Brown and Palsberg  demonstrated an self-interpreter for F-Omega. To do so, they perform "a careful analysis of the classical theorem [of the impossibility of self-interpretation by total languages]", to "show that static type checking in Fω can exclude the proof’s diagonalization gadget, leaving open the possibility for a self-interpreter".
There has been some debate  over the precise definition of "interpreter" and "self-interpreter" within , and more broadly in the field. The general impression I draw from this discussion is that the "representation" and "reduction" of a program are a spectrum, with different evaluators performing different degrees of representation/reduction, partially dependent on the design of the evaluator, as bounded by the capabilities of the implementation language.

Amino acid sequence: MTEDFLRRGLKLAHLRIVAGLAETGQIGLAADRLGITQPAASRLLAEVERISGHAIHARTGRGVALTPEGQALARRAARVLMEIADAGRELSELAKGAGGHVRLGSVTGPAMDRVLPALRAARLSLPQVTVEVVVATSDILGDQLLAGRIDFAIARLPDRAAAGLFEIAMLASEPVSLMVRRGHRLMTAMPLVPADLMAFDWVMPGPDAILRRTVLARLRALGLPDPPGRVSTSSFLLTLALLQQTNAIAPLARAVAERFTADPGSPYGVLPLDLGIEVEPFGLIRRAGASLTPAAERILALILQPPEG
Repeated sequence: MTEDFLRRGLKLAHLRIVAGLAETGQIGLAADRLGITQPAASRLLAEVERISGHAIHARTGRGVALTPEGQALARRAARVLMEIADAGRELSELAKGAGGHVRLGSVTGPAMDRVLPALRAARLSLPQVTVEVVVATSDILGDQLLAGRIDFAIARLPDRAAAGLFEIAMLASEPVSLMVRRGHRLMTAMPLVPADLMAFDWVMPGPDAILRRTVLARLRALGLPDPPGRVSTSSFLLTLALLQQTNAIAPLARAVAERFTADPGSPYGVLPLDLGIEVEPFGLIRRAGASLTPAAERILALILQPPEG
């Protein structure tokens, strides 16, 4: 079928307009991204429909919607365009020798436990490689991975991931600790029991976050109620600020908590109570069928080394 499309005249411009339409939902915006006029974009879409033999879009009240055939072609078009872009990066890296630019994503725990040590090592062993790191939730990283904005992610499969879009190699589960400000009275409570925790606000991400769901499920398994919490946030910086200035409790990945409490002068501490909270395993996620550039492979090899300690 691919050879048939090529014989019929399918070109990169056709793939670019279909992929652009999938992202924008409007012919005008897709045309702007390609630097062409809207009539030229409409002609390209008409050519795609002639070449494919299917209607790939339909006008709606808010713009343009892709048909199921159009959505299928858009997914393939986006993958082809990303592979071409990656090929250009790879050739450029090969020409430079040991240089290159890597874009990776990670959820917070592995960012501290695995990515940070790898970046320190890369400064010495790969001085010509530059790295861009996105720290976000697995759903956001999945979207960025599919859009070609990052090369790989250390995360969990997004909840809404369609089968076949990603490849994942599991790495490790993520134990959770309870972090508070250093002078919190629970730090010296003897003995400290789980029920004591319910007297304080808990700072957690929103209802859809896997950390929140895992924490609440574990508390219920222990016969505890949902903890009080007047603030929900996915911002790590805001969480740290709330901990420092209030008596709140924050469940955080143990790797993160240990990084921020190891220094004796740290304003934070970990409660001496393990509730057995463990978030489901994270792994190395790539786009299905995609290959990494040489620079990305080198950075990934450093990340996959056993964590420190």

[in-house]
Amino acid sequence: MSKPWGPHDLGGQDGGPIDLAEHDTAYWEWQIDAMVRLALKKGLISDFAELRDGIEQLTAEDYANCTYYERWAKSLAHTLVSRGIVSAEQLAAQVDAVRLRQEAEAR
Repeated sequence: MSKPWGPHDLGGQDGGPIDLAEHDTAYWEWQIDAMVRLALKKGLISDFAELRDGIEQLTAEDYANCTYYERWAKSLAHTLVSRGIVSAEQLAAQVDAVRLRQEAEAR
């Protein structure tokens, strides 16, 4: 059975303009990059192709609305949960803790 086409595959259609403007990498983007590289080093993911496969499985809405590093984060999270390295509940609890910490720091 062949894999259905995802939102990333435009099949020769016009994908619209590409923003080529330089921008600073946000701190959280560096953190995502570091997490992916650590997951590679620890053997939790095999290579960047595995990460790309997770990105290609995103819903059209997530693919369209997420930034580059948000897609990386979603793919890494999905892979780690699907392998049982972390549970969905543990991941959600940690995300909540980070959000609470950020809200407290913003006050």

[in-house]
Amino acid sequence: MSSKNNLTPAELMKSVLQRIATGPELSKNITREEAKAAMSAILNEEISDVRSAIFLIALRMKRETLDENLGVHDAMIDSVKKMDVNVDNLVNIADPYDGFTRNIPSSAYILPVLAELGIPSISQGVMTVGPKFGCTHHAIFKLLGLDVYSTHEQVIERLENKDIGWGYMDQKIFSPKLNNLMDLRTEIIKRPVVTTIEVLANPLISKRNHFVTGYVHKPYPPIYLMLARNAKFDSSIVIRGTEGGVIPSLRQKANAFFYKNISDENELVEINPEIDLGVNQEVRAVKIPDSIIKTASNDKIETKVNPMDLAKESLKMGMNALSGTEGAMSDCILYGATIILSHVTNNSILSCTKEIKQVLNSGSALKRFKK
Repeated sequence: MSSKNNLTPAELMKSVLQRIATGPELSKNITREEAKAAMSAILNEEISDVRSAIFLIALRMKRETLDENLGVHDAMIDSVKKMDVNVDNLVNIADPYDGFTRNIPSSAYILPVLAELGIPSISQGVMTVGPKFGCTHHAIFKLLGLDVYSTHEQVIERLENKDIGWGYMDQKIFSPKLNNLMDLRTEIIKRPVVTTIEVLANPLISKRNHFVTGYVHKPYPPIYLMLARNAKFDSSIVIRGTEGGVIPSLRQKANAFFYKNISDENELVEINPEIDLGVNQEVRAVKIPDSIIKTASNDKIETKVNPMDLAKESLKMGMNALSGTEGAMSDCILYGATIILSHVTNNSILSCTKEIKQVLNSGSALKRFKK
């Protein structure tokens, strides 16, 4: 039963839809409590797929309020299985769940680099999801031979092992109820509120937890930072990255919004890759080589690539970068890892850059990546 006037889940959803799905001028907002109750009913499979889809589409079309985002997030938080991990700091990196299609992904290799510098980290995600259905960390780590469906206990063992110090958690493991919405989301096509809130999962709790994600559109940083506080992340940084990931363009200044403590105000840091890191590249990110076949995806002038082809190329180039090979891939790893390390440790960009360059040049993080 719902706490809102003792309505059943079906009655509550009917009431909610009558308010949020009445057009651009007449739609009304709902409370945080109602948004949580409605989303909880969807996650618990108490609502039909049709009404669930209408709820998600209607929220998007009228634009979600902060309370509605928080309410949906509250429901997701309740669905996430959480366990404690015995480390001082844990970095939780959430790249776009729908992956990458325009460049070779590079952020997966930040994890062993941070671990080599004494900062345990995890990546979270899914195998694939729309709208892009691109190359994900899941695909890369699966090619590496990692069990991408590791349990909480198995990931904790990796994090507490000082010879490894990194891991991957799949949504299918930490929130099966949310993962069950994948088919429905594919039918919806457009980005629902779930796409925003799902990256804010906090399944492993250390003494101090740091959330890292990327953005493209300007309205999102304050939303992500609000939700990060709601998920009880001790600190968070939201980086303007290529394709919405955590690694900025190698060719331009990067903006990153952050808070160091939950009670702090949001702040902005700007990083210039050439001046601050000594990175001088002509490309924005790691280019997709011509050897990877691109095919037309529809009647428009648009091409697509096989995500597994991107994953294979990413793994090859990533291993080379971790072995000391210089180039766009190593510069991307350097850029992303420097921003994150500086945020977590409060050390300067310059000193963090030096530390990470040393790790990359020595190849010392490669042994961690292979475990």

However, my question does not concern whether Brown and Palsberg's self-interpreter accomplishes interpretation, but instead whether and how their mechanism of forbidding diagonalization relates to other domains. As analogy, I appeal to Lawvere's Fixed Point Theorem (LFPT), which has been used to unify the presentation of a number of limitative theorems proven using diagonalization methods .
Can Brown and Palsberg's evasion of the effects of diagonalization be applied with similar breadth? Can their diagonalization-exclusion mechanism be translated to other diagonalization-based proofs? How does it stand with respect to the preconditions for the Fixed Point Theorem (e.g., does the LPFT simply not apply to the problem of total language self-interpretation)?
A further extension of this question would be to compare Brown and Palsberg's mechanism with Dan Willard's mechanism for avoiding diagonalization in his Self-Justifying Axiom Systems, as is asked in .